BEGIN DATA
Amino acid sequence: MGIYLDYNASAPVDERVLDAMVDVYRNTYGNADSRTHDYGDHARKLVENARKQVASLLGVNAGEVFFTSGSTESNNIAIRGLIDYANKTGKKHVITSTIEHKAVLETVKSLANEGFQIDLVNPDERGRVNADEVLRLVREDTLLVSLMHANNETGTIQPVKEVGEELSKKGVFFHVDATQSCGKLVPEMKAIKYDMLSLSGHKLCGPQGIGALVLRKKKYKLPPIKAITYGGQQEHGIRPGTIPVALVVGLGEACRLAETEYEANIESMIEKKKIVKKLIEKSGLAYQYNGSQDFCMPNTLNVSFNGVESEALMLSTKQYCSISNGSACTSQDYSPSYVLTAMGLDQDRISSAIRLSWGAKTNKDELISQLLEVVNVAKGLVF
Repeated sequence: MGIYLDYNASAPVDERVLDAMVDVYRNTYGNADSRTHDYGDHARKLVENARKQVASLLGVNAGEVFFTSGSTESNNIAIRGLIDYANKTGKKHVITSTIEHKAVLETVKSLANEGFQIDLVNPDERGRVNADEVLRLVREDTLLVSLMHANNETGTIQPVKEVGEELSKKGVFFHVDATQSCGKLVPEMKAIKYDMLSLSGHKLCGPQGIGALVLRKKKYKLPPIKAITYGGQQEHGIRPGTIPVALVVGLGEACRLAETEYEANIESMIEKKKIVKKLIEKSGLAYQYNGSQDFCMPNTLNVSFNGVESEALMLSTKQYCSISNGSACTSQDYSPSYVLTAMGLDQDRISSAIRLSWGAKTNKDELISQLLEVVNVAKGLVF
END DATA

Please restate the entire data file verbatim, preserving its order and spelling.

Amino acid sequence: MGIYLDYNASAPVDERVLDAMVDVYRNTYGNADSRTHDYGDHARKLVENARKQVASLLGVNAGEVFFTSGSTESNNIAIRGLIDYANKTGKKHVITSTIEHKAVLETVKSLANEGFQIDLVNPDERGRVNADEVLRLVREDTLLVSLMHANNETGTIQPVKEVGEELSKKGVFFHVDATQSCGKLVPEMKAIKYDMLSLSGHKLCGPQGIGALVLRKKKYKLPPIKAITYGGQQEHGIRPGTIPVALVVGLGEACRLAETEYEANIESMIEKKKIVKKLIEKSGLAYQYNGSQDFCMPNTLNVSFNGVESEALMLSTKQYCSISNGSACTSQDYSPSYVLTAMGLDQDRISSAIRLSWGAKTNKDELISQLLEVVNVAKGLVF
Repeated sequence: MGIYLDYNASAPVDERVLDAMVDVYRNTYGNADSRTHDYGDHARKLVENARKQVASLLGVNAGEVFFTSGSTESNNIAIRGLIDYANKTGKKHVITSTIEHKAVLETVKSLANEGFQIDLVNPDERGRVNADEVLRLVREDTLLVSLMHANNETGTIQPVKEVGEELSKKGVFFHVDATQSCGKLVPEMKAIKYDMLSLSGHKLCGPQGIGALVLRKKKYKLPPIKAITYGGQQEHGIRPGTIPVALVVGLGEACRLAETEYEANIESMIEKKKIVKKLIEKSGLAYQYNGSQDFCMPNTLNVSFNGVESEALMLSTKQYCSISNGSACTSQDYSPSYVLTAMGLDQDRISSAIRLSWGAKTNKDELISQLLEVVNVAKGLVF